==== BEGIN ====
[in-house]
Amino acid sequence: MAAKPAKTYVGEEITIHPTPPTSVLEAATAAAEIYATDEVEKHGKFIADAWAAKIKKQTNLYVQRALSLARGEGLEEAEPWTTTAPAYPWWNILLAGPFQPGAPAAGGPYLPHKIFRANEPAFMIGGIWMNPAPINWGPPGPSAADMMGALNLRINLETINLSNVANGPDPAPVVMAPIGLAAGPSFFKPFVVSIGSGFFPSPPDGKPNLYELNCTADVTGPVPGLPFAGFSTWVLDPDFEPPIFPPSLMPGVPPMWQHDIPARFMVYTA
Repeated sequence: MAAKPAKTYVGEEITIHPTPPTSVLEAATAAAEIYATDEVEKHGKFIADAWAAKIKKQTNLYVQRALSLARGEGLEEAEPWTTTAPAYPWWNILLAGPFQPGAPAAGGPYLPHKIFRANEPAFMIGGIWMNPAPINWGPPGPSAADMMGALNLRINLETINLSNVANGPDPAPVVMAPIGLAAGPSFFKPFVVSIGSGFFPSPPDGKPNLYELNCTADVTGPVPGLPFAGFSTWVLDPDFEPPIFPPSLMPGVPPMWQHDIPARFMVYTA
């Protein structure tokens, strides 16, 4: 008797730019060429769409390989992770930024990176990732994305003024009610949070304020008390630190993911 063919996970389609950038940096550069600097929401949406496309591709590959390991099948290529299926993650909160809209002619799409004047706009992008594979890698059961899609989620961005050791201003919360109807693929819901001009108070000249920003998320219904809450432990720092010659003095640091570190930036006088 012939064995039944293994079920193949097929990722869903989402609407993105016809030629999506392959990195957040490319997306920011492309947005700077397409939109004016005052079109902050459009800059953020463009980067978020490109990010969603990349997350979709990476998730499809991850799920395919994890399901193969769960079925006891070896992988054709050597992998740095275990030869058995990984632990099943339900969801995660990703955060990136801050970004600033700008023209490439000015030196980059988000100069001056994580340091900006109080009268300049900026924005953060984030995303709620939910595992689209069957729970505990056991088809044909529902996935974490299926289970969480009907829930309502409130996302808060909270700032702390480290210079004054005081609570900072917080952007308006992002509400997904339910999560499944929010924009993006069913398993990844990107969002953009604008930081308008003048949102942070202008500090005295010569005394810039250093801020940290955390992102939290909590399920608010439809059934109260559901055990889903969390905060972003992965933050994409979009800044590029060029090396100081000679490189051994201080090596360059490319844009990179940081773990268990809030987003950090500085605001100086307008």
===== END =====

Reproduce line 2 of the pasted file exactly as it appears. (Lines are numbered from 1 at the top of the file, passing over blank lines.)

Amino acid sequence: MAAKPAKTYVGEEITIHPTPPTSVLEAATAAAEIYATDEVEKHGKFIADAWAAKIKKQTNLYVQRALSLARGEGLEEAEPWTTTAPAYPWWNILLAGPFQPGAPAAGGPYLPHKIFRANEPAFMIGGIWMNPAPINWGPPGPSAADMMGALNLRINLETINLSNVANGPDPAPVVMAPIGLAAGPSFFKPFVVSIGSGFFPSPPDGKPNLYELNCTADVTGPVPGLPFAGFSTWVLDPDFEPPIFPPSLMPGVPPMWQHDIPARFMVYTA